Problems and Challenges Associated with Renaming Non-alcoholic Fatty Liver Disease to Metabolic Associated Fatty Liver Disease : Infectious Diseases & Immunity

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Problems and Challenges Associated with Renaming Non-alcoholic Fatty Liver Disease to Metabolic Associated Fatty Liver Disease

Zeng, Minghui1,2; Chen, Lin1,2; Li, Yuqin1,2; Mi, Yuqiang2,3,*; Xu, Liang2,3,*

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Infectious Diseases & Immunity ():10.1097/ID9.0000000000000085, April 3, 2023. | DOI: 10.1097/ID9.0000000000000085
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1. Introduction

Non-alcoholic fatty liver disease (NAFLD) is defined in most guidelines and literature as steatosis of more than 5% of the liver cells in the absence of excessive alcohol consumption and other known liver damage factors. Currently, NAFLD has become the most common chronic liver disease worldwide, affecting approximately 25% of adults.[1] The prevalence of NAFLD is high across all continents, with South America (31%) and the Middle East (32%) having the highest prevalence, followed by Asia (27%), the United States (24%), Europe (23%), and African having the lowest (14%),[1] which seriously threatens human health and imposes a huge burden on clinical practice and economy. The diagnosis of NAFLD is based on the following criteria, with any one of items 1–5 plus item 6 or 7 can be clinically diagnosed: (1) alcohol consumption equivalent to alcohol less than 140 g/wk for men and less than 70 g/wk for women; (2) excluding specific diseases such as viral hepatitis and drug-induced liver disease that can cause fatty liver; (3) there may be nonspecific symptoms and signs such as fatigue, indigestion, dull pain in the liver area, and hepatosplenomegaly; (4) metabolic syndrome–related components (eg, overweight and/or visceral obesity, elevated fasting blood glucose, dyslipidemia, and hypertension); (5) abnormalities in serum liver function tests; (6) B-ultrasound or CT examination: diffuse fatty liver; (7) Liver biopsy meets pathological diagnostic criteria for fatty liver disease.[2] In recent years, the view that NAFLD is a metabolic liver disease has been widely accepted.[3,4] Compared with patients without metabolic disorders, patients with obesity, elevated fasting glucose, type 2 diabetes mellitus, or other metabolic disorders are at an increased risk for advanced liver fibrosis and poor long-term prognosis. Although the histology is similar to that of alcoholic liver disease, the former exclusionary diagnosis based on alcoholic factors is not scientific. There is currently no general consensus on the definition of “metabolic health,” and disagreement exists within the endocrine community over the definition of the term “metabolic syndrome,” but 32 hepatologists from Europe, South America, North Africa, and the Asia-Pacific region issued a consensus statement in 2020, proposing that NAFLD be renamed metabolic-associated fatty liver disease (MAFLD), and put forward a new definition.[4] The diagnostic criteria of MAFLD are based on histological (liver biopsy), imaging, and blood biomarker evidence of hepatic fat accumulation (hepatocyte steatosis), and have one of the following three conditions: overweight/obesity, type 2 diabetes, and metabolic dysfunction. Metabolic dysfunction was defined as having at least two risk factors for metabolic abnormalities [Figure 1].[4,5] In October of the same year, the Asia-Pacific Society of Hepatology took the lead in issuing the MAFLD Management Guide,[6] followed by a number of national and regional scholars and academic organizations issuing statements on NAFLD renaming [Figure 2].[7–12]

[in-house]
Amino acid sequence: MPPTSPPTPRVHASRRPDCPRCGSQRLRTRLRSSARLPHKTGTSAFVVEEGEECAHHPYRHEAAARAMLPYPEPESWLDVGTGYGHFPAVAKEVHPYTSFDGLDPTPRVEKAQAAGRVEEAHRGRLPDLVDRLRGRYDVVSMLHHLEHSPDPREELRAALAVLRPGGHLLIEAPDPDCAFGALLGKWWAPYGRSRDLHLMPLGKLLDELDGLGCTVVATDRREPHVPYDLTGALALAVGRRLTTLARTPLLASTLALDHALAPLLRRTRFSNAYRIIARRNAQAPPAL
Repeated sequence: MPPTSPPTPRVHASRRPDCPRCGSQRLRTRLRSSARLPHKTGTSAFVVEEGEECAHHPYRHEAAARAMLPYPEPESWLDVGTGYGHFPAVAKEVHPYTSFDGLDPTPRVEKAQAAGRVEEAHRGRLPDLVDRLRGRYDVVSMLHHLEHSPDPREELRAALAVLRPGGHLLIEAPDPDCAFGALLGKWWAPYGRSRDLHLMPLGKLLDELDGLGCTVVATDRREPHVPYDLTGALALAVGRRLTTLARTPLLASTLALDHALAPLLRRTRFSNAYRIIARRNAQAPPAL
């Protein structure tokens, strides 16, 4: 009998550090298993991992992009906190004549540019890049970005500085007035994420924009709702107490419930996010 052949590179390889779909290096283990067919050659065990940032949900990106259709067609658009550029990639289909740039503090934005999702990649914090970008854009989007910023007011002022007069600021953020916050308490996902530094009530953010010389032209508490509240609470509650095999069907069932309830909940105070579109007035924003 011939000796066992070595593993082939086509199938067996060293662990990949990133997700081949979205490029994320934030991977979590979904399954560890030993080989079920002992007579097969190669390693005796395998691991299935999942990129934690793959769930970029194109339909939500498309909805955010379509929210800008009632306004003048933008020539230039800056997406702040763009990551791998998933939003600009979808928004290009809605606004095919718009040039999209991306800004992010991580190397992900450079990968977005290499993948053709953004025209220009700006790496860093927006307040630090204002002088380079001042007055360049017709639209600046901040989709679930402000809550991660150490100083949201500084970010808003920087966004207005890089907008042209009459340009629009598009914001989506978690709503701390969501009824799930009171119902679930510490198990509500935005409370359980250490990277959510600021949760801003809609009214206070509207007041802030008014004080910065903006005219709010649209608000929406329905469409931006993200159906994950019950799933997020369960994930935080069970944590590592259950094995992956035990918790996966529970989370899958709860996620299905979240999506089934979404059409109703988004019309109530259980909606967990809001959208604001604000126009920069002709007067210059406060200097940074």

Figure 1:
The diagnostic process of MAFLD. BMI: Body mass index; VCTE: Vibration-controlled transient elastography; CT: Computed tomography; MRI: Nuclear magnetic resonance Imaging; NAFLD: Nonalcoholic fatty liver disease; HS: Hepatic steatosis; HDL: High-density lipoprotein; MAFLD: Metabolism-related fatty liver disease.
Figure 2:
Positions of academic organizations on the renaming of NAFLD. NAFLD: Nonalcoholic fatty liver disease; APASL: Asian Pacific Association for the Study of the Liver; MENA: Middle East and North Africa; CRP:C-reactive protein; ALEH: The Latin American Association for the Study of the Liver (Asociación Latinoamericana para el Estudio del Hígado); SSA: sub-Saharan Africa; CMA: Chinese Society of Hepatology; NASH:Non-alcoholic steatohepatitis; MAFLD:Metabolic-associated fatty liver disease; MSGH: Malaysian Society of Gastroenterology and Hepatology; CVD:Cardiovascular disease; EASL: European Association for the Study of the Liver; AASLD: American Association for the Study of Liver Diseases.

Recently, more than 1000 multistakeholder representatives from 134 countries and regions publicly endorsed MAFLD, and their signatures were published in The Lancet Gastroenterology and Hepatology in the form of an attachment to “Global Multi-stakeholder support for MAFLD definition.”[13] Although MAFLD is considered to better reflect the disease characteristics of NAFLD and has better clinical application value,[14–17] it is important to note that the debate over the name change has not ceased. To date, the European Society of Hepatology and the American Society of Hepatology have not announced their statements in this regard.